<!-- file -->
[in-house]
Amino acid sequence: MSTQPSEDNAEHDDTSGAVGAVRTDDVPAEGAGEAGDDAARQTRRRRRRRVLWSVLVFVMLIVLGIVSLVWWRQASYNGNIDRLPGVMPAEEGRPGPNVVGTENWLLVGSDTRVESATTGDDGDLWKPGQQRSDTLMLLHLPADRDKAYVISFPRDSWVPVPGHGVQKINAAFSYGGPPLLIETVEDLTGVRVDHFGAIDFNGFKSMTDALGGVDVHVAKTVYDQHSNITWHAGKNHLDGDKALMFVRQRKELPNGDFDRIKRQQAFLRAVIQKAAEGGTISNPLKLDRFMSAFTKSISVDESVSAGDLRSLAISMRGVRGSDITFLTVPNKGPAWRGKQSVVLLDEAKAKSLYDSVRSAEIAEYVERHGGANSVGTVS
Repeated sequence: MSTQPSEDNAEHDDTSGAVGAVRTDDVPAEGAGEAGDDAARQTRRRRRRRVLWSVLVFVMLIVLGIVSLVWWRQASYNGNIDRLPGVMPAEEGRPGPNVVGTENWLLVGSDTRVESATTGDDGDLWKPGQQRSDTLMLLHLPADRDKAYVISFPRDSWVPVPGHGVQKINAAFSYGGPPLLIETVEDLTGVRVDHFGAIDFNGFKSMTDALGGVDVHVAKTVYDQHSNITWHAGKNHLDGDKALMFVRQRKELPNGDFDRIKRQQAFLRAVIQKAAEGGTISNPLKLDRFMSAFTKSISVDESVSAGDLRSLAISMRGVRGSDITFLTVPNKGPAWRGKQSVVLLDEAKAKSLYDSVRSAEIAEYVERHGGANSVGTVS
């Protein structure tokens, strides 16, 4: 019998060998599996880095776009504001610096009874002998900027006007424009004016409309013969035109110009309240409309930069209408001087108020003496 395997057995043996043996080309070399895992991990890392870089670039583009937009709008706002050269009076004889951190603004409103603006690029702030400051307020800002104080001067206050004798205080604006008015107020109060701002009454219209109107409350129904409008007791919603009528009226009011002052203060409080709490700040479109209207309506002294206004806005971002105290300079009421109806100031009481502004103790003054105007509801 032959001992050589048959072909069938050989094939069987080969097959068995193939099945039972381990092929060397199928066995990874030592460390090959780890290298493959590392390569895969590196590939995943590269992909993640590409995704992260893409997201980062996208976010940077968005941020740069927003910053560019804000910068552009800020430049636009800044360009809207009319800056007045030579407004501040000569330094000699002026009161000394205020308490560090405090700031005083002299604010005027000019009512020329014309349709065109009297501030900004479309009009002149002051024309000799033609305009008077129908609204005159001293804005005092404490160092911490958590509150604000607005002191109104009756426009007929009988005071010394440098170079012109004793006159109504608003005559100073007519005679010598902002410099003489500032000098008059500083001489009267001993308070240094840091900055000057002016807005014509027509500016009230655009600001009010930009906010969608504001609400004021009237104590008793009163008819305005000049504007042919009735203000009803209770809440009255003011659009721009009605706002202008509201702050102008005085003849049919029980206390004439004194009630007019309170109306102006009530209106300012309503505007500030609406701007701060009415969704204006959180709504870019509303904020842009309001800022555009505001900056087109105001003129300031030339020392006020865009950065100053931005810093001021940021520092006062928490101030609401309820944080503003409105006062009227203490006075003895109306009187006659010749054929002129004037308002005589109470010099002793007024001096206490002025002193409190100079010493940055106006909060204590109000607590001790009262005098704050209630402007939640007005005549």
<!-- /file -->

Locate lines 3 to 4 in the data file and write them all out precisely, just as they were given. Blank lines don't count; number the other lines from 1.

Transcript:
Repeated sequence: MSTQPSEDNAEHDDTSGAVGAVRTDDVPAEGAGEAGDDAARQTRRRRRRRVLWSVLVFVMLIVLGIVSLVWWRQASYNGNIDRLPGVMPAEEGRPGPNVVGTENWLLVGSDTRVESATTGDDGDLWKPGQQRSDTLMLLHLPADRDKAYVISFPRDSWVPVPGHGVQKINAAFSYGGPPLLIETVEDLTGVRVDHFGAIDFNGFKSMTDALGGVDVHVAKTVYDQHSNITWHAGKNHLDGDKALMFVRQRKELPNGDFDRIKRQQAFLRAVIQKAAEGGTISNPLKLDRFMSAFTKSISVDESVSAGDLRSLAISMRGVRGSDITFLTVPNKGPAWRGKQSVVLLDEAKAKSLYDSVRSAEIAEYVERHGGANSVGTVS
């Protein structure tokens, strides 16, 4: 019998060998599996880095776009504001610096009874002998900027006007424009004016409309013969035109110009309240409309930069209408001087108020003496 395997057995043996043996080309070399895992991990890392870089670039583009937009709008706002050269009076004889951190603004409103603006690029702030400051307020800002104080001067206050004798205080604006008015107020109060701002009454219209109107409350129904409008007791919603009528009226009011002052203060409080709490700040479109209207309506002294206004806005971002105290300079009421109806100031009481502004103790003054105007509801 032959001992050589048959072909069938050989094939069987080969097959068995193939099945039972381990092929060397199928066995990874030592460390090959780890290298493959590392390569895969590196590939995943590269992909993640590409995704992260893409997201980062996208976010940077968005941020740069927003910053560019804000910068552009800020430049636009800044360009809207009319800056007045030579407004501040000569330094000699002026009161000394205020308490560090405090700031005083002299604010005027000019009512020329014309349709065109009297501030900004479309009009002149002051024309000799033609305009008077129908609204005159001293804005005092404490160092911490958590509150604000607005002191109104009756426009007929009988005071010394440098170079012109004793006159109504608003005559100073007519005679010598902002410099003489500032000098008059500083001489009267001993308070240094840091900055000057002016807005014509027509500016009230655009600001009010930009906010969608504001609400004021009237104590008793009163008819305005000049504007042919009735203000009803209770809440009255003011659009721009009605706002202008509201702050102008005085003849049919029980206390004439004194009630007019309170109306102006009530209106300012309503505007500030609406701007701060009415969704204006959180709504870019509303904020842009309001800022555009505001900056087109105001003129300031030339020392006020865009950065100053931005810093001021940021520092006062928490101030609401309820944080503003409105006062009227203490006075003895109306009187006659010749054929002129004037308002005589109470010099002793007024001096206490002025002193409190100079010493940055106006909060204590109000607590001790009262005098704050209630402007939640007005005549």